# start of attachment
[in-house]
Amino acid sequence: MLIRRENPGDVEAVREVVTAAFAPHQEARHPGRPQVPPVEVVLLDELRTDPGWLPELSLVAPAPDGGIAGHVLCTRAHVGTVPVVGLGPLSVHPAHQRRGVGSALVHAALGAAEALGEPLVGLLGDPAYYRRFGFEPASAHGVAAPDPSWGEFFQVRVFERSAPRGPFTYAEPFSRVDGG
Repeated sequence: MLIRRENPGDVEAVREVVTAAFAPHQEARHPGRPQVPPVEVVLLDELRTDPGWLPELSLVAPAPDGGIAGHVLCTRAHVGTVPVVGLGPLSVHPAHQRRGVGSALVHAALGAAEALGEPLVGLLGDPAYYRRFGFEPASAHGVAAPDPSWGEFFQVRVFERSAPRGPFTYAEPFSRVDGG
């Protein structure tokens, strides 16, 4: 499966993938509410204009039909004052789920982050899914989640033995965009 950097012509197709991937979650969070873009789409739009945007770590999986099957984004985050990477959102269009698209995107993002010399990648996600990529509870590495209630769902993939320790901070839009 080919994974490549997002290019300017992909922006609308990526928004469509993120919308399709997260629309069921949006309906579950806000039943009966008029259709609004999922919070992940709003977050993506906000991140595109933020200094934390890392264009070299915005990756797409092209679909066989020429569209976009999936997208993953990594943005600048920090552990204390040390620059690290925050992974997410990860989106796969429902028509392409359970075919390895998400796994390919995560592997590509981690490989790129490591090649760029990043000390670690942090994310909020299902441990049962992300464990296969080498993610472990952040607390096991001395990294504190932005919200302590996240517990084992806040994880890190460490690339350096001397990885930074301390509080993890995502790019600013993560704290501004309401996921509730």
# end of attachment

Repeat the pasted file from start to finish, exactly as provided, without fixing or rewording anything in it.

[in-house]
Amino acid sequence: MLIRRENPGDVEAVREVVTAAFAPHQEARHPGRPQVPPVEVVLLDELRTDPGWLPELSLVAPAPDGGIAGHVLCTRAHVGTVPVVGLGPLSVHPAHQRRGVGSALVHAALGAAEALGEPLVGLLGDPAYYRRFGFEPASAHGVAAPDPSWGEFFQVRVFERSAPRGPFTYAEPFSRVDGG
Repeated sequence: MLIRRENPGDVEAVREVVTAAFAPHQEARHPGRPQVPPVEVVLLDELRTDPGWLPELSLVAPAPDGGIAGHVLCTRAHVGTVPVVGLGPLSVHPAHQRRGVGSALVHAALGAAEALGEPLVGLLGDPAYYRRFGFEPASAHGVAAPDPSWGEFFQVRVFERSAPRGPFTYAEPFSRVDGG
């Protein structure tokens, strides 16, 4: 499966993938509410204009039909004052789920982050899914989640033995965009 950097012509197709991937979650969070873009789409739009945007770590999986099957984004985050990477959102269009698209995107993002010399990648996600990529509870590495209630769902993939320790901070839009 080919994974490549997002290019300017992909922006609308990526928004469509993120919308399709997260629309069921949006309906579950806000039943009966008029259709609004999922919070992940709003977050993506906000991140595109933020200094934390890392264009070299915005990756797409092209679909066989020429569209976009999936997208993953990594943005600048920090552990204390040390620059690290925050992974997410990860989106796969429902028509392409359970075919390895998400796994390919995560592997590509981690490989790129490591090649760029990043000390670690942090994310909020299902441990049962992300464990296969080498993610472990952040607390096991001395990294504190932005919200302590996240517990084992806040994880890190460490690339350096001397990885930074301390509080993890995502790019600013993560704290501004309401996921509730």